Recently I discovered the first video below by Richard Lainhart, performing Olivier Messiaen's Oraison for six Ondes Martinot (1937) on a Buchla synthesizer controlled by a Haken Continuum Fingerboard. The Ondes Martinot is an early electronic instrument, a cousin of the Theremin if you will. Messiaen used the instrument in several of his works. However, it is difficult to get six of them together in one place, so this piece is rarely heard.
Rarely heard in this version, anyway. During World War II, Messiaen was part of the French army; he was captured and sent to a German POW camp. There he composed his most famous work, Quartet for the End of Time for the only instruments available: clarinet, violin, cello, and piano. Messiaen recycled Oraison to create the fifth movement of the quartet, 'Louange à l'éternité de Jésus,' featuring the cello and piano.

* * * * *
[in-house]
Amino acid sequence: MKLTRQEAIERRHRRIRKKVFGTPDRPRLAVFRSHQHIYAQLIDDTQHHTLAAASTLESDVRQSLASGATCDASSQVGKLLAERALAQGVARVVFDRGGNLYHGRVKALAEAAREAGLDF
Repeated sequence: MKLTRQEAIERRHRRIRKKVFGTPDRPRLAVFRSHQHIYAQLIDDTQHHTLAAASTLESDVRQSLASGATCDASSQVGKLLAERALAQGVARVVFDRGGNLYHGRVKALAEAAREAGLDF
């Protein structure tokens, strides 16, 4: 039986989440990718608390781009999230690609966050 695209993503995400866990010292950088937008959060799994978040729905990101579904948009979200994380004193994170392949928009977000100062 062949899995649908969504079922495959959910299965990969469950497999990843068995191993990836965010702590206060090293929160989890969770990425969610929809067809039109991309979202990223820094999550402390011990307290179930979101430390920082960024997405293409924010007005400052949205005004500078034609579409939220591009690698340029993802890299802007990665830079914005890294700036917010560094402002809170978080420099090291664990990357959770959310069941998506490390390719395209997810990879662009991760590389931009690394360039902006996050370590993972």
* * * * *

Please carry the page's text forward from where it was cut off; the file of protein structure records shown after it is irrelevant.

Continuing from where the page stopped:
Below are both versions, for comparison.